Ten tips to fix common baking fails
Ways to prevent & rescue mishaps
Oops! We’ve all been there. Patiently waiting for those cookies to come out of the oven (because they smell oh-so good) when suddenly, you’re met with a sheet full of one giant, solid cookie. We like to think of these moments as learning opportunities, so we’ve come up with these 10 tips to help you improve next time around. If you’re in a pinch for dessert time and need to salvage the mistake, we’ve also included tips to turn your blunder into a wonder.
- Crisp up those limp cookies – If you’re having trouble making the perfectly crispy cookie, chances are you’re either not cooking them long enough or you’re using the wrong kind of flour. Use all-purpose flour to achieve the crispy edges you’re looking for—all-purpose flour has a higher protein concentration to other baking flours, providing a crispier texture.
- Fix dry-as-the-Sahara cakes – We love a glass of milk with our piece of cake, but when it’s the only way to get the slice down, we’ve got a problem. There could be many factors contributing to why your cake is so dry—too much flour, too little liquid, baked too long, etc. One important tip to avoid this fail is to not overmix the batter. Overmixing flour causes the gluten to overdevelop, giving you a drier than desired texture.
- Ward off brick-like cookies – Tough and hard cookies could be the result of using too much flour. When measuring flour, fill your measuring cup with a spoon and level it off with the back of a butterknife to ensure a proper measurement.
- Reduce flour clumping – If a recipe calls for sifting, you’re not going to want to skip that step. Forgetting to sift your dry ingredients can result in big clumps of flour throughout any of your baking projects. Mixing thoroughly (but not too much!) and sifting your ingredients will help prevent big chunks of flour being found in your muffins, cakes and breads.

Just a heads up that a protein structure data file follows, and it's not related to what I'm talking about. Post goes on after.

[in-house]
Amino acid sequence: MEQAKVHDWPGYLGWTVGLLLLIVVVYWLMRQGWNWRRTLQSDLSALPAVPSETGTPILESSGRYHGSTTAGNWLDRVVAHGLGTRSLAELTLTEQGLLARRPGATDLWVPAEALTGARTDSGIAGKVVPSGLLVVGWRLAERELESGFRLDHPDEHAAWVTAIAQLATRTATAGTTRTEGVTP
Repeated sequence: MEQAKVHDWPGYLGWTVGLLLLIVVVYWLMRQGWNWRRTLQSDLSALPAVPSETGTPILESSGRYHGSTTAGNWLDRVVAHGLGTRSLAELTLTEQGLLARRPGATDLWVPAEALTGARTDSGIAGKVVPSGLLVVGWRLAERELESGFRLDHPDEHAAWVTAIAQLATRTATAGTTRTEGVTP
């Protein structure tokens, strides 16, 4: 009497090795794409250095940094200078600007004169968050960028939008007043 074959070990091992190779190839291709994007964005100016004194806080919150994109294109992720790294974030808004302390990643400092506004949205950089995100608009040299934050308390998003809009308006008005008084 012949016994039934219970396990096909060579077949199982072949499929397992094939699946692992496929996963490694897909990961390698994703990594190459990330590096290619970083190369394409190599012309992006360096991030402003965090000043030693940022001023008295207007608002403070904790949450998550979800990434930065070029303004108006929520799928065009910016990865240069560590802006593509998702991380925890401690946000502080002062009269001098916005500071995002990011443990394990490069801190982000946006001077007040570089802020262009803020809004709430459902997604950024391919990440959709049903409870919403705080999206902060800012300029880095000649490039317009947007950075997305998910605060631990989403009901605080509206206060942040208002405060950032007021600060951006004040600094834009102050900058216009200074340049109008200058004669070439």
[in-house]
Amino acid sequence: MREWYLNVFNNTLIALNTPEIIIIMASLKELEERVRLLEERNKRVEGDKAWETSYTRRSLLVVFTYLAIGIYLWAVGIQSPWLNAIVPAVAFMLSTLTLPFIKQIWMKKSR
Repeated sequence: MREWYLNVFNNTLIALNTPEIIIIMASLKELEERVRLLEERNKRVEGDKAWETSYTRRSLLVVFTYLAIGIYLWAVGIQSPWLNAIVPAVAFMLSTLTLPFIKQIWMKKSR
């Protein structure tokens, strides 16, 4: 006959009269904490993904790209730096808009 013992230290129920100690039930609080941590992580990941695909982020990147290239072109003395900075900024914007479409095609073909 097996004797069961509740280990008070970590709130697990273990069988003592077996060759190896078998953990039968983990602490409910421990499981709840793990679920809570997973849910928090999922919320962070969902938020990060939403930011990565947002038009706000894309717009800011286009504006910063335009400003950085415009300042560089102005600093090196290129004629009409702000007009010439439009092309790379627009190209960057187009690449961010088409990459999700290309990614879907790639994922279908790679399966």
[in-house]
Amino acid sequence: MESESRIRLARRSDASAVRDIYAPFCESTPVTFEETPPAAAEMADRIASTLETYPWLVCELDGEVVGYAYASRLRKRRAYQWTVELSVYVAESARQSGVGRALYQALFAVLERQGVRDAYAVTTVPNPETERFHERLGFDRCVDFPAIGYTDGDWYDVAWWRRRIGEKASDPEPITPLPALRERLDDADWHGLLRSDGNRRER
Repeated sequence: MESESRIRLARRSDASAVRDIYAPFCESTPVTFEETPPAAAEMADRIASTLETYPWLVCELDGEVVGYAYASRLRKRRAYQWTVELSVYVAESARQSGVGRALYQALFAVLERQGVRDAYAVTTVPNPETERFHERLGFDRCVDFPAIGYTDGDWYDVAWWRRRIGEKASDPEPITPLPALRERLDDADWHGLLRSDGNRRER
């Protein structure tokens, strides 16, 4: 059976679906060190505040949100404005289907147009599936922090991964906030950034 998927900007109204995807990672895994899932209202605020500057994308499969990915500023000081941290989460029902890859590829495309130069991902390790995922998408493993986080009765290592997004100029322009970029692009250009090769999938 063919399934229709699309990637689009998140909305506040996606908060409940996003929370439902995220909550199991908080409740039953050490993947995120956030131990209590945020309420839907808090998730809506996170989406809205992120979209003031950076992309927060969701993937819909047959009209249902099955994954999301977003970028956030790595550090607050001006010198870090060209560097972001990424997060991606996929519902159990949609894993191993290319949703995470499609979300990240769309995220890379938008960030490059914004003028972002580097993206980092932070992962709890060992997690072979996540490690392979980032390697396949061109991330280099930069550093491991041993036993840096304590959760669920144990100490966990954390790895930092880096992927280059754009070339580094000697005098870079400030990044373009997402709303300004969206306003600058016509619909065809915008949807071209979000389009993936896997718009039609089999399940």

- Fluff up dense bread – If your bread is extra heavy and dense, consider a longer proof of the dough or changing up the flour to one with a higher protein concentration. Flours like cake flour that have a lower protein concentration will likely prevent your bread from rising properly. Use a bread flour and leave to proof for at least 40 minutes.
- Avoid bottom of the treat burn – Do the bottoms of your cakes and cookies always seem to turn out black? Burnt bottoms may be caused by too much grease, a dark baking pan/sheet or placement in the oven. Try using lighter coloured pans (silver vs. black) and place sheets further away from the element to prevent bottom burning.
The fail has been done and there’s no turning back. Now what? These final four tips will help you salvage your baking mishaps:
- Turn stuck cake into delicious cake pops – You totally forgot to grease the cake pan and there’s no chance of getting it out in one piece—no worries! Mix up your cake with icing and form into little balls. Stick them with a skewer and dip them in chocolate. Now that’s a delicious mistake!
- Make delicious dessert toast from stale cake – Cake went stale too quick? Slice it up into toast-sized pieces and pop it in your toaster for few minutes. Top with your favourite spreads and fruit and you have yourself a tasty dessert toast!
- Dry cookies become cookie butter – If your cookies come out a little burnt on the bottom or too dry for your taste, try turning them into a cookie butter! Scrape off the burnt bottom and pop them in a food processor with heavy cream and butter and whiz it all up. Spread your new creation on toast, dip some apple slices in it or top your weekend pancakes with it.
- Milkshake meets overbaked brownie – Left the brownies in the oven a smidge too long? Turn your overbaked brownies into a delicious chocolate milkshake by adding ice cream, milk and your favourite syrups and toppings to a blender with pieces of your brownies. The result: a creamy, chocolatey milkshake. Nobody will suspect a mistake had been made!
We hope these tips help you the next time you go to create your next batch of treats. Happy baking!